Last Friday the 13th a long-running battle to bring controversial voter purges to Iowa ended after Iowa Secretary of State Paul Pate declined to continue an appeal launched by his predecessor, Matt Schultz, and the case was dismissed from the Iowa Supreme Court.
In a statement, Pate said he voluntarily declined to continue the appeal after consulting with the Attorney General’s Office and will focus now on “building the most accurate voter registration list for Iowa.”
“I will use my authority to the fullest extent of state and federal law to ensure accurate voter lists,” Pate said. “There are other ways to accomplish the same goal without pursuing a course with significant legal hurdles.”
“This is an important victory for the protection of voters’ rights in Iowa,” said Rita Bettis, legal director of the ACLU of Iowa. “It means that Iowans will not have to worry about the voter purges we’ve seen take effect in other states with a disastrous impact, especially for new U.S. citizens and Latinos.”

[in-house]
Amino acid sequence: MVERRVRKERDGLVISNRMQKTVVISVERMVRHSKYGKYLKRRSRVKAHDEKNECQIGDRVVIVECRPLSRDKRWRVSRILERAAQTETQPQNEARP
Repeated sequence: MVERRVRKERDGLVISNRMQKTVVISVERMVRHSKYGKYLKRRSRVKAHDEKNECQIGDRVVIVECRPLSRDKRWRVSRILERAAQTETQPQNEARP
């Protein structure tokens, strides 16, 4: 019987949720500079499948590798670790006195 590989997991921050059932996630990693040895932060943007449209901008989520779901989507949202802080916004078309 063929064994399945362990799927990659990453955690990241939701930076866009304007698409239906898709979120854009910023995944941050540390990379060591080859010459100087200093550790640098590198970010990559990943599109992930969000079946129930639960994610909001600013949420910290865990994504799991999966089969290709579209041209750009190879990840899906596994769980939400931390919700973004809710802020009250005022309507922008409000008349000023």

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Jeremy Rosen, ACLU of Iowa executive director, said “This case is part of a broader effort nationally to push back on unfair voting restrictions by politicians that make it harder for people to vote, who are more likely to be minorities, poor people, the elderly, students, and people with disabilities.”
Indeed we must continue pushing back, as it becomes harder to distinguish between margins of victory and margins of disenfranchisement, and as we honor the legacies of Bloody Sunday and the Voting Rights Act.